AlzheimersNet is your resource to memory care in Hot Springs, AR. Memory care facilities offer housing and care for people age 65 and older with Alzheimer's disease and other types of dementia. Memory care enables seniors who have memory loss to stay as active and engaged as they possibly can, while living in a dignified, comfortable and supervised setting. Our local Senior Living Advisors understand memory care in Hot Springs, AR and nearby cities. After an initial consultation, your advisor will send you a list of memory care facilities that most closely match your loved one's individual needs for care and living preferences, as well as your family's budget.Memory Care Costs in Hot Springs, AR
Price varies widely depending on location, care required, size of the resident's living space and the level of luxury at the community. The price of memory care in Hot Springs ranges from $4,000 to $5,525 a month.
Memory Care Costs in Nearby Cities* The costs above represent the AVERAGE monthly cost of memory care for a one person bedroom in that city.
Facts about Hot Springs
The official website for the city of Hot Springs is http://www.cityhs.net.
Hot Springs is represented by Mayor Ruth Carney.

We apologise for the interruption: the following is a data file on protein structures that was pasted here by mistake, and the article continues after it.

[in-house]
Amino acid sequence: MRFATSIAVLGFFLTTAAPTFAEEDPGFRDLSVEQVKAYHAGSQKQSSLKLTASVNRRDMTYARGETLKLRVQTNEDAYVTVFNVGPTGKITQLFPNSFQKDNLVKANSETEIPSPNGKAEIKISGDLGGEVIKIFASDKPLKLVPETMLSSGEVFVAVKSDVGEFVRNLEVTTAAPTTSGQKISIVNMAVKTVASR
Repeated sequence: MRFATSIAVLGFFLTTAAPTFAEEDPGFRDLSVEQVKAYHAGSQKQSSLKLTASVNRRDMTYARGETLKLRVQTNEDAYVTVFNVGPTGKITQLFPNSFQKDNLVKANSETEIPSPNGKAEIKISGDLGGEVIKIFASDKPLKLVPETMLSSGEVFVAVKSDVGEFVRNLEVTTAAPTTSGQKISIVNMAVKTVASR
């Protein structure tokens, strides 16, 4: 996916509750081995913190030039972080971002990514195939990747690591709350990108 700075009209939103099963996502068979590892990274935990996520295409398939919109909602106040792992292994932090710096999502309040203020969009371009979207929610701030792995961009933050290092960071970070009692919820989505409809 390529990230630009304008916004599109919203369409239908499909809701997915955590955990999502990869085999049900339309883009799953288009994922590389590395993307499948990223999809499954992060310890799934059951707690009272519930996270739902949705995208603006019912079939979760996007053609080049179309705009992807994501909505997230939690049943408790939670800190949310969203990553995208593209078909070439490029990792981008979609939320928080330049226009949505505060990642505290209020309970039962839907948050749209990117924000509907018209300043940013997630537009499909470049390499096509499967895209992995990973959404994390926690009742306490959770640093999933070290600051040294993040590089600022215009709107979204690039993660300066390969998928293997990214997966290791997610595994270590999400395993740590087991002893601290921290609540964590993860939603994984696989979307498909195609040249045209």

Not to be confused with Hot Spring County, ArkansasHot Springs is the eleventh-largest city in Arkansas and the county seat of Garland County. The city is located in the Ouachita Mountains among the U.S. Interior Highlands, and is set among several natural hot springs for which the city is named. The city contains a population of 35,193 according to the 2010 United States Census.The center of Hot Springs is the oldest federal reserve in the United States, today preserved as Hot Springs National Park. The hot spring water has been popularly believed for centuries to possess medicinal properties, and was a subject of legend among several Native American tribes. Following federal protection in 1832, the city developed into a successful spa town. Incorporated January 10, 1851, the city has been home to Major League Baseball spring training, illegal gambling, speakeasies and gangsters such as Al Capone, horse racing at Oaklawn Park, the Army and Navy Hospital, and 42nd President Bill Clinton.Today, much of Hot Springs's history is preserved by various government entities. Hot Springs National Park is maintained by the National Park Service, including Bathhouse Row, which preserves the eight historic bathhouse buildings and gardens along Central Avenue. Downtown Hot Springs is preserved as Hot Springs Central Avenue Historic District, listed on the National Register of Historic Places. The city also contains dozens of historic hotels and motor courts, built during the Great Depression in the art deco style. Due to the popularity of the thermal waters, Hot Springs benefited from rapid growth during a period when many cities saw a sharp decline in building; much like Miami's art deco districts. As a result, Hot Springs's architecture is a key part of the city's blend of cultures; including a reputation as a tourist town and a Southern city. Also a destination for the arts, Hot Springs features the Hot Springs Music Festival, Hot Springs Documentary Film Festival, and the Valley of the Vapors Independent Music Festival annually.